A lot or a little?
The parents' guide to what's in this TV show.
What parents need to know
Parents need to know that this witty but formulaic action comedy -- which follows two bickering police detectives -- pulls laughs from the antics of a washed-up rogue cop who frequently drinks on duty, seduces crime victims, and often breaks the rules (with much success). The cops frequently engage in gunplay, and characters sometimes die, though nothing graphic is usually shown. There are a few major drug deals and also a good bit of sexual innuendo.
- Parents say
- Kids say
What's the story?
Detective Jack Bailey (Colin Hanks) has ticked off his supervisors one time too many, so now he’s stuck investigating the most insignificant incidents. Worse, he has to babysit his new partner Dan Stark (Bradley Whitford), a veteran cop who follows his gut no matter how many rules he has to break in the process. Stark was lauded as a hero for saving the governor’s son -- three decades ago. Now he’s a washed-up cop, who drinks on duty and cruises on his fading glory because the department can’t get rid of him. Together, they set out to solve the city’s inconsequential burglaries, which seem to regularly lead them to major crimes.
Is it any good?
There’s nothing especially original about THE GOOD GUYS. Rogue cop with a straightlaced partner? Seen it before. Detective that refuses to follow the rules, yet still manages to make the big bust and infuriate his superiors in the process? Yep, been there too. But a lack of originality doesn’t mean the show is no good. The witty scripts make it clear the series doesn’t take itself too seriously, and Hanks and Whitford breathe new life into this standard formula.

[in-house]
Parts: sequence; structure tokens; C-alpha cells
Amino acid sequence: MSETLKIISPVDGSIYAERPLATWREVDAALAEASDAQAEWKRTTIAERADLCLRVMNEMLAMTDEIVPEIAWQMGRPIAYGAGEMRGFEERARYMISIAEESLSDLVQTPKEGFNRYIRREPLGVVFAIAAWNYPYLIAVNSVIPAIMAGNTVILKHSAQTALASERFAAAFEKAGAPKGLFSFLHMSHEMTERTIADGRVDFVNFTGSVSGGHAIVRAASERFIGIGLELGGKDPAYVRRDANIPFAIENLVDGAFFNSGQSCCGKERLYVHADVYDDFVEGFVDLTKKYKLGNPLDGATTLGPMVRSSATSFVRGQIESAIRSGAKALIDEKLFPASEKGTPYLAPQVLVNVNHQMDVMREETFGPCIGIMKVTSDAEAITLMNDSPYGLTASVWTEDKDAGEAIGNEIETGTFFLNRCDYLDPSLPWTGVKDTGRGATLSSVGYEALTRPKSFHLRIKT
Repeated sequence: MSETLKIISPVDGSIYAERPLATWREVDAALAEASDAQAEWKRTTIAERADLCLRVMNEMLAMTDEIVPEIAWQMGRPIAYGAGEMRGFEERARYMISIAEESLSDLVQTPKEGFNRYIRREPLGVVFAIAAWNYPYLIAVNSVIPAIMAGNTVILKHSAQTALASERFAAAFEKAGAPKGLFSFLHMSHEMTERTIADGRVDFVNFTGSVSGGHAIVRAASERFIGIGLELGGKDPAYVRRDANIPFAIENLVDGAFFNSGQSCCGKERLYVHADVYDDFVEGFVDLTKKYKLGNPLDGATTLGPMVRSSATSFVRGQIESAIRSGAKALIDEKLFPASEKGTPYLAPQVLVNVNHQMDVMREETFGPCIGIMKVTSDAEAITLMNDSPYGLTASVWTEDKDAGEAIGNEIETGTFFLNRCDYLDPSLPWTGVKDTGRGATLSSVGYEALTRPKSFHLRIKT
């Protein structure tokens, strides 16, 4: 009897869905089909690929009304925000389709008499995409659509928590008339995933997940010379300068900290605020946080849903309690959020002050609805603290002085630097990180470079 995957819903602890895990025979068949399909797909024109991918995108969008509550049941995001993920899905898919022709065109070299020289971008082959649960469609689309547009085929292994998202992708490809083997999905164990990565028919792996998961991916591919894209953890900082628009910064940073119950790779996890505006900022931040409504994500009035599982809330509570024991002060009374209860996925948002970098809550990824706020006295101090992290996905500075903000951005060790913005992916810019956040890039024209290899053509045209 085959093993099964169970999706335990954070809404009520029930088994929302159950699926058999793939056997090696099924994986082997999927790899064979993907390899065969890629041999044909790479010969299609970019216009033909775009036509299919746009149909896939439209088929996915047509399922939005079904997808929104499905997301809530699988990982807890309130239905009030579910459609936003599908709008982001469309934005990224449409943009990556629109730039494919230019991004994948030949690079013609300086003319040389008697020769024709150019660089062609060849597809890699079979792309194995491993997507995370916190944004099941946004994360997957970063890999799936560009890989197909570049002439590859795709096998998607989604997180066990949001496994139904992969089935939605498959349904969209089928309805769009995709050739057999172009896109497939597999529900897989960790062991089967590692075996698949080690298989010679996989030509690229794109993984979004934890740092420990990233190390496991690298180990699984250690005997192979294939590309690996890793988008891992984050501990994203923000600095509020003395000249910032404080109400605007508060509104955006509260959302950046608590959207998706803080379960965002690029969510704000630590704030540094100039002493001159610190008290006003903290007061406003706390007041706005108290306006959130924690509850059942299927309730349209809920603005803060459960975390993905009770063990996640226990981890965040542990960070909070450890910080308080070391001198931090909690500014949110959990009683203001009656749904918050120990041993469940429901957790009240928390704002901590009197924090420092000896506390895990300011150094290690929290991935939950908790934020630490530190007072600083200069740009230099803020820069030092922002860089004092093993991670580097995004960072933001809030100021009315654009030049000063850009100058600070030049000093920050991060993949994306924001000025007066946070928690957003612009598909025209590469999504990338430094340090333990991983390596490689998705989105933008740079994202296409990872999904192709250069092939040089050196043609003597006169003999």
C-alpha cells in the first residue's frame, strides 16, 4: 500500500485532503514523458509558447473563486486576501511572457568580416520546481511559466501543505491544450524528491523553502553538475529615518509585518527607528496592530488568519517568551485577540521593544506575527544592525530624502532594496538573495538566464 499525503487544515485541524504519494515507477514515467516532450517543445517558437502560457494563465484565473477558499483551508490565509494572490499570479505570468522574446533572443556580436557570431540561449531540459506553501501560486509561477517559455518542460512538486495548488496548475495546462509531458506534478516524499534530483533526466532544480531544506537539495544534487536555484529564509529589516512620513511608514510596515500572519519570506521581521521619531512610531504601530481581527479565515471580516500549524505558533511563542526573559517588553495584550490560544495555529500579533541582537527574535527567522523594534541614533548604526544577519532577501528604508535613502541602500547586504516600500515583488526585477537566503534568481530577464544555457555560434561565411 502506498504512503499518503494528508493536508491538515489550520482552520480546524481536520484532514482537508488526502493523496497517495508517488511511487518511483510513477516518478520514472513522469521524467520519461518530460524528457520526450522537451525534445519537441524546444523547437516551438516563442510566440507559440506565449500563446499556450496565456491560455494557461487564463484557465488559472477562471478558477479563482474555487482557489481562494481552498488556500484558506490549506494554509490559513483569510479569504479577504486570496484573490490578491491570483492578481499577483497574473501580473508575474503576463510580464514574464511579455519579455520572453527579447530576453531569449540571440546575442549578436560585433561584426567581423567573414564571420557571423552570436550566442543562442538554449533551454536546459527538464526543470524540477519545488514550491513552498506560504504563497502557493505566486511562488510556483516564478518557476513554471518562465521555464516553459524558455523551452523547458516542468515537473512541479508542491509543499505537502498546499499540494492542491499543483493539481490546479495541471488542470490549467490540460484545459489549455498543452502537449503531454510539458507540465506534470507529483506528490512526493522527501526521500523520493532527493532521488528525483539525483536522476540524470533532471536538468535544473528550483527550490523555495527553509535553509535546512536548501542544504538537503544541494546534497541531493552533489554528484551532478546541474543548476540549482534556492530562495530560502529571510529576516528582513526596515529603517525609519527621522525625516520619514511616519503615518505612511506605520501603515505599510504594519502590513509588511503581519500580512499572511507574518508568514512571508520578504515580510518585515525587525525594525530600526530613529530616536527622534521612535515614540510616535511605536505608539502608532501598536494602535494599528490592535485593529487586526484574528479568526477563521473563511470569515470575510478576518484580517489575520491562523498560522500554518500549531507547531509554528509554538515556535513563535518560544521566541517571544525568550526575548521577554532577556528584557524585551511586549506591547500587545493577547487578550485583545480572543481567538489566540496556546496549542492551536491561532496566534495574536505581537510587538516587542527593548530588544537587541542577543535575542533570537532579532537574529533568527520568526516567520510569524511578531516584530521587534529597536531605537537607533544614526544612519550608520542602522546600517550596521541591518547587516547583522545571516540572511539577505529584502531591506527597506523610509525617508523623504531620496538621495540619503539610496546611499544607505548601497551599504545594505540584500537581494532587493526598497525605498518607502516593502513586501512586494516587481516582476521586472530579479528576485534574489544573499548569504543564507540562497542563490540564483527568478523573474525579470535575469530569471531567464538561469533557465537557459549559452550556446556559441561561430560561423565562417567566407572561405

Hanks is fun (OK, maybe a bit stiff, but that’s the point here) as the frustrated, by-the-book cop, but Whitford is the best part of the show. Stark still thinks he’s a hero who can do no wrong; it doesn’t help that women still swoon when he tries to take their statements, and his ridiculous decisions still lead him straight to the bad guys. The two bickering partners have enough chemistry to elevate this predictable series.
Talk to your kids about ...
Families can talk about cop shows. Do the partners here seem similar to the officers in other popular police series? What about their characters is drawn on other classic buddy-show stereotypes, and what do you think is original?
Why do you think the “rogue cop” character is so common? Does a series carry more dramatic heft when one of the main characters is a rule-breaker? Do you think these characters are as common in real life as they seem in television and movies? What do you think the real consequences of Dan Stark's behavior would be?